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The Secret of Redemption
Jennifer St. Clair
Eggplant Literary Productions, 65 pages (in PDF)

The Secret of Redemption
Jennifer St. Clair
Jennifer St. Clair lives in Southern Ohio with her hedgehog and two cats. She has written over forty novels, a handful of short stories, and a bucket full of poems. When not writing, she can be found at auctions and antique shows where she collects old books, vintage clothing, and various sets of china that were never meant to match.

Jennifer St. Clair Website
ISFDB Bibliography

Past Feature Reviews
A review by David Hebblethwaite

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It's another ordinary day at the library for Assistant Director Karen Montgomery -- until, that is, Malachi of the Wild Hunt pays a visit, feeling guilty about his past and seeking... well, he's not quite sure. But Karen has an idea: why doesn't he come along and tell stories of Faerie to the children at the library's after-school club? Malachi accepts, and turns up the next day. However, the children are not accompanied by the usual Mrs Green, but by her niece Jenny -- whom he recognizes as a Water Hag, known to abduct and eat children. And then one of the group goes missing...

The Secret of Redemption is the sequel to Budget Cuts, an earlier e-book by Jennifer St. Clair. It's not necessary to have read that novella to understand this one (I hadn't); but it would help, because the background isn't fully explained (I don't mean to criticize the author here, just to warn potential readers!). It's an amiable enough story, and Karen is a likeable first-person narrator. There's a nice line in wry humour, even if the jokes can be a little obvious ('It would be so much easier to contact your friends and family by telepathy instead of mundane means. And it would cut down on the phone bills for everyone involved.')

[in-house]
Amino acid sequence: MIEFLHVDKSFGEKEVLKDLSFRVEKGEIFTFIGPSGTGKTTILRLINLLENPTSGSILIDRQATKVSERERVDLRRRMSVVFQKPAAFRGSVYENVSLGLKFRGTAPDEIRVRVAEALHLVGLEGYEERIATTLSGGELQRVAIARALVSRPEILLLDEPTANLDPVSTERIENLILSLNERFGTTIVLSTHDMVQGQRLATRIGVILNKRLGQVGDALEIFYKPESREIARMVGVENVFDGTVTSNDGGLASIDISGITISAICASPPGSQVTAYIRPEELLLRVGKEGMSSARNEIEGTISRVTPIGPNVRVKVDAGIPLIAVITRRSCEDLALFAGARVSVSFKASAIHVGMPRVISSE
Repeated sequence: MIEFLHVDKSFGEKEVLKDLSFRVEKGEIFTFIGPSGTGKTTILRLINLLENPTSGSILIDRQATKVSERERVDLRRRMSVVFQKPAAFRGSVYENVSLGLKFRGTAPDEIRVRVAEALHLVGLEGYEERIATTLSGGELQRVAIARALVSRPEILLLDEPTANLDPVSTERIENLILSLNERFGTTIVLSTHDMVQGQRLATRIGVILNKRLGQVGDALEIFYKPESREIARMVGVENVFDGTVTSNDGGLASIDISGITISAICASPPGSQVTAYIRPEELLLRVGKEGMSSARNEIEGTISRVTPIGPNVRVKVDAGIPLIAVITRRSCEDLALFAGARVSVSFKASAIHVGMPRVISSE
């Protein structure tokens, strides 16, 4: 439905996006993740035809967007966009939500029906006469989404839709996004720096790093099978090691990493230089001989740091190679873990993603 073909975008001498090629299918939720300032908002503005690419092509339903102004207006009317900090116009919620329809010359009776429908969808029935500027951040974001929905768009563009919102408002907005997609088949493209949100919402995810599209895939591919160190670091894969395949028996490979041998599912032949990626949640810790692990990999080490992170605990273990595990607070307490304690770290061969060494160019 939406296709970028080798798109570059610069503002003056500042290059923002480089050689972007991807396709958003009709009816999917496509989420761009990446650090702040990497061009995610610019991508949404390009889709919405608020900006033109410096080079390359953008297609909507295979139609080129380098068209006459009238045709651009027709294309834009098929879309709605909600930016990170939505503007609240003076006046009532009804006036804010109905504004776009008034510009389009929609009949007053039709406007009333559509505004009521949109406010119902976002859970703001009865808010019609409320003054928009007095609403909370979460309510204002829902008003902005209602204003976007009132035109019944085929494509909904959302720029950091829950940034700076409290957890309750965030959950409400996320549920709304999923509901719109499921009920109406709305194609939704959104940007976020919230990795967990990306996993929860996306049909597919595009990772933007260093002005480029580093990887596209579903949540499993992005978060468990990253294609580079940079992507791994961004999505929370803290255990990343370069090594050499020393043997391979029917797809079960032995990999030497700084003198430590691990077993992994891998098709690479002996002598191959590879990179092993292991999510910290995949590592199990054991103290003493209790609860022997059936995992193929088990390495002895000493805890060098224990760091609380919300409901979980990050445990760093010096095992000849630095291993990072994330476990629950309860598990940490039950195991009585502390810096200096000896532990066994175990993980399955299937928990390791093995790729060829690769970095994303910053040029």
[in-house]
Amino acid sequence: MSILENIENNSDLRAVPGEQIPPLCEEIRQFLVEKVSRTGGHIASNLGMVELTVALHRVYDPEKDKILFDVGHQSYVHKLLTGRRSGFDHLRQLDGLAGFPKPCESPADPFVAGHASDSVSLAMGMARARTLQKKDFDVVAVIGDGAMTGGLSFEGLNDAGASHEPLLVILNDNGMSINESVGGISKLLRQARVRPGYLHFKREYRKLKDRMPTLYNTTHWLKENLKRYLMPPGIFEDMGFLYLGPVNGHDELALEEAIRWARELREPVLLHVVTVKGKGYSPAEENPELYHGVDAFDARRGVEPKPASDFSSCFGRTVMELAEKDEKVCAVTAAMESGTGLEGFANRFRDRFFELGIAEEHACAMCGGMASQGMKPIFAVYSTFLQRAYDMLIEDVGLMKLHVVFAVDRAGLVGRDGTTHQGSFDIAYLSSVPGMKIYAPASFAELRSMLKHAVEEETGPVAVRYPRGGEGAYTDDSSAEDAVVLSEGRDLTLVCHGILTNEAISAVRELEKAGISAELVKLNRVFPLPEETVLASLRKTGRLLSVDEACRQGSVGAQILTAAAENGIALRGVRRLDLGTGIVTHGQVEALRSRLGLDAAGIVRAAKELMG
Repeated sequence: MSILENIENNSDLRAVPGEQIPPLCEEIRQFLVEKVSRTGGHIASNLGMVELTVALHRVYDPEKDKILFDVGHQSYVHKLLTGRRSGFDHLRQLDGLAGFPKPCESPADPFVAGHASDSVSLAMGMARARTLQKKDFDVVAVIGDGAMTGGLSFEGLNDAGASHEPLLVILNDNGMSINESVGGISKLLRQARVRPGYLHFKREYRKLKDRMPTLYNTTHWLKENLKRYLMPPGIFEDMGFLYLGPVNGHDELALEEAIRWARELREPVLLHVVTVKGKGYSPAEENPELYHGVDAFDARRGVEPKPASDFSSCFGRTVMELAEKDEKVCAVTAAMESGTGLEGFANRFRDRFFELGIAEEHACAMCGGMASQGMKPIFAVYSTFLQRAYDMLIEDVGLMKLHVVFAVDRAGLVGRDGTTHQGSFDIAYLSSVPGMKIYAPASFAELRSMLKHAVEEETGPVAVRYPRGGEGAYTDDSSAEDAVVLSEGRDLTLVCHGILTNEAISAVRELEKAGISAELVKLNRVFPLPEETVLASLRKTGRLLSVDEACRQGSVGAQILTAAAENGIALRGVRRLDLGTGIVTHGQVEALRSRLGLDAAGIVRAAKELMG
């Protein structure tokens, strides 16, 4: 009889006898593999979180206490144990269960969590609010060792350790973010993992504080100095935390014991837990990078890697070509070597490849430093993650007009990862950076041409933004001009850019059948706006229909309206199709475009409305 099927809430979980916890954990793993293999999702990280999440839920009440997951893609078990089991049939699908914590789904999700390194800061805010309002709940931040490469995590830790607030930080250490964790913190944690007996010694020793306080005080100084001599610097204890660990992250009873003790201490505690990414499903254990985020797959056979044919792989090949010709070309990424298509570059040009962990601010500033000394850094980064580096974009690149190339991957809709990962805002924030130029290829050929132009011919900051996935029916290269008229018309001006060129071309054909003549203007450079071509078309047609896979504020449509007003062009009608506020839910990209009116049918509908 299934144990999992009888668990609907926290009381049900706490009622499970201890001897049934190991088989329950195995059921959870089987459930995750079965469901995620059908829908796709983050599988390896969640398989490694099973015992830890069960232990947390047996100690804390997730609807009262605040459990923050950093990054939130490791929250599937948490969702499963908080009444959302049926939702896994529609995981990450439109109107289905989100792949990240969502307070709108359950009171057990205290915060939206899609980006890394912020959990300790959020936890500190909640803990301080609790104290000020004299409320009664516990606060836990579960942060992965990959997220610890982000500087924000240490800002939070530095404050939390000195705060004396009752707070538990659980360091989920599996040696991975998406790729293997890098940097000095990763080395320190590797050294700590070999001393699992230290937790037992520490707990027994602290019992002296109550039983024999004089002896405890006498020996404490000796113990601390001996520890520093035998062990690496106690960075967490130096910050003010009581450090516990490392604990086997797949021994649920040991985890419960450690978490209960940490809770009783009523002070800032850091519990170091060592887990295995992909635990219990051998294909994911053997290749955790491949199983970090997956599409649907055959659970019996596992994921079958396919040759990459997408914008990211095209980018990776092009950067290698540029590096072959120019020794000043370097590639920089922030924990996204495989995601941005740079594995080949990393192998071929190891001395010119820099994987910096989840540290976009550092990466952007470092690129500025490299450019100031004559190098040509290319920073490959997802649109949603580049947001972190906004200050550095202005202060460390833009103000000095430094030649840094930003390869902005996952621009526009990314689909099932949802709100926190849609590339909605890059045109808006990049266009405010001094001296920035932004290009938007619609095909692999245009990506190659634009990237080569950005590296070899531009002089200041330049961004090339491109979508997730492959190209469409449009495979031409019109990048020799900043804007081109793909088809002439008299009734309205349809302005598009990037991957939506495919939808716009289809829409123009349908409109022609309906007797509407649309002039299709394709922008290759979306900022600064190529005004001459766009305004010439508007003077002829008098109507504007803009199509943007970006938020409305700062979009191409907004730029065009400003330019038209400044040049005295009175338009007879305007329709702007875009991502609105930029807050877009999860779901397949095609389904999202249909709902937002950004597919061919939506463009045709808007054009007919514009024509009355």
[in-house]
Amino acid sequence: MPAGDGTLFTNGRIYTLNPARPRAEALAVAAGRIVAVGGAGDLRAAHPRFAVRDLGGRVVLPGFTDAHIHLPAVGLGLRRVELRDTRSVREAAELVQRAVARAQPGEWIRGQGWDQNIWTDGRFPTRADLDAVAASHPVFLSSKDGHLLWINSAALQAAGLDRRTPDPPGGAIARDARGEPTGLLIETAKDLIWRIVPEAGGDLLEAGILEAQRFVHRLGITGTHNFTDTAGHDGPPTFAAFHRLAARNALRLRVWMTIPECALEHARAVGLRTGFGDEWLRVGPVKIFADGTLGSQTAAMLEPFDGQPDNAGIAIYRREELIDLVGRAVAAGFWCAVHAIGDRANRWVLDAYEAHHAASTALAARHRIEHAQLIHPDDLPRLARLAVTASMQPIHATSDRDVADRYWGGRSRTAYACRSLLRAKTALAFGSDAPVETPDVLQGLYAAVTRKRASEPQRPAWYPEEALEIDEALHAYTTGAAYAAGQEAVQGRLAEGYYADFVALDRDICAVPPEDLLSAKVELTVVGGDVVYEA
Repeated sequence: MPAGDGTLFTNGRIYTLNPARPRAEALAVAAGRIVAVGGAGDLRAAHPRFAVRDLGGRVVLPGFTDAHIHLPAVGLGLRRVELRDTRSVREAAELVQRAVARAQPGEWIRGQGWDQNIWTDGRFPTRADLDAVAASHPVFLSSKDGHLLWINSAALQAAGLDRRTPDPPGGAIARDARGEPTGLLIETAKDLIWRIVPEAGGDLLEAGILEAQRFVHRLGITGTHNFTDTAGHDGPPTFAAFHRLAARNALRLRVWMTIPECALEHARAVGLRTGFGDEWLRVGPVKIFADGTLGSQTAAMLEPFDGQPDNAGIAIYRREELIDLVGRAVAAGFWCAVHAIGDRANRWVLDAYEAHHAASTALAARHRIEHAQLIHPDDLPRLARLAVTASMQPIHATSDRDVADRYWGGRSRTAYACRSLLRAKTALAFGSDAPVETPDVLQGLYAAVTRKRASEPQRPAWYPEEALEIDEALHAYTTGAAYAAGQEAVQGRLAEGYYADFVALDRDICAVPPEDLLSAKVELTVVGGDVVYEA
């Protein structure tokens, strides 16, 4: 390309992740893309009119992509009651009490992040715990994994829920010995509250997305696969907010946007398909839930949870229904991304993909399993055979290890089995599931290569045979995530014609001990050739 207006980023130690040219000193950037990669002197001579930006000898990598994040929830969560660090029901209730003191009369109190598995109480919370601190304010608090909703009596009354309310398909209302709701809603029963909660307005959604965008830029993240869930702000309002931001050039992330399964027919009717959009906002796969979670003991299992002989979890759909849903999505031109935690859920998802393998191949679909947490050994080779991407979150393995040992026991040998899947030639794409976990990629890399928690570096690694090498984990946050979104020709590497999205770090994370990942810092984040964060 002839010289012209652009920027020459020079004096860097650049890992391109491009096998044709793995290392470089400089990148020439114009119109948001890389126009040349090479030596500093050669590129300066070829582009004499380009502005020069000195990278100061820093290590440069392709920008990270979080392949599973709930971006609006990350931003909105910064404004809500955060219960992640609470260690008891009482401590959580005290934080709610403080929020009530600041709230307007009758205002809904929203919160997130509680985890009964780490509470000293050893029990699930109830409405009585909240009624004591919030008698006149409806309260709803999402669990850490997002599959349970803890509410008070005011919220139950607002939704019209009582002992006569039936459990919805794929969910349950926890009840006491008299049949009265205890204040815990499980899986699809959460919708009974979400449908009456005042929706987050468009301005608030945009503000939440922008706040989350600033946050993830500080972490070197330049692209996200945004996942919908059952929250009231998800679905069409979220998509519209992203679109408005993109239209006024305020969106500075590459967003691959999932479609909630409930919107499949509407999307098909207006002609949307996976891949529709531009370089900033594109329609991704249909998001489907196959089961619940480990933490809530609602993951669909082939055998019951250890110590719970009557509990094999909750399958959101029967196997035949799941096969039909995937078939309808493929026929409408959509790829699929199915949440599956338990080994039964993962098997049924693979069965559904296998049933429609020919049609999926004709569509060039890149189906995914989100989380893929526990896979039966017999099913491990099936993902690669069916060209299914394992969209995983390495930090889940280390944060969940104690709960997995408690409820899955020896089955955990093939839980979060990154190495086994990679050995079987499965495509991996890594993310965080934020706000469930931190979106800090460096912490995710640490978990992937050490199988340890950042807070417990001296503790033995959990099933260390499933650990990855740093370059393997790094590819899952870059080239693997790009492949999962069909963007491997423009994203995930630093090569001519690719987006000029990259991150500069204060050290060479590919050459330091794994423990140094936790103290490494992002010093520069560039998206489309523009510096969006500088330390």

As for the story, it begins as an intriguing mystery, but eventually defaults into a standard quest that could have come straight out of a role-playing game. And the ending is a little too predictable. So, overall, The Secret of Redemption is disappointing; but I like the background St. Clair has created. It would be good to see it explored at greater length. And I hope this isn't the last we'll see of Karen and the Wild Hunt.

Copyright © 2005 David Hebblethwaite

David lives out in the wilds of Yorkshire, where he attempts to make a dent in his collection of unread books. You can read more of David's reviews at his review blog.


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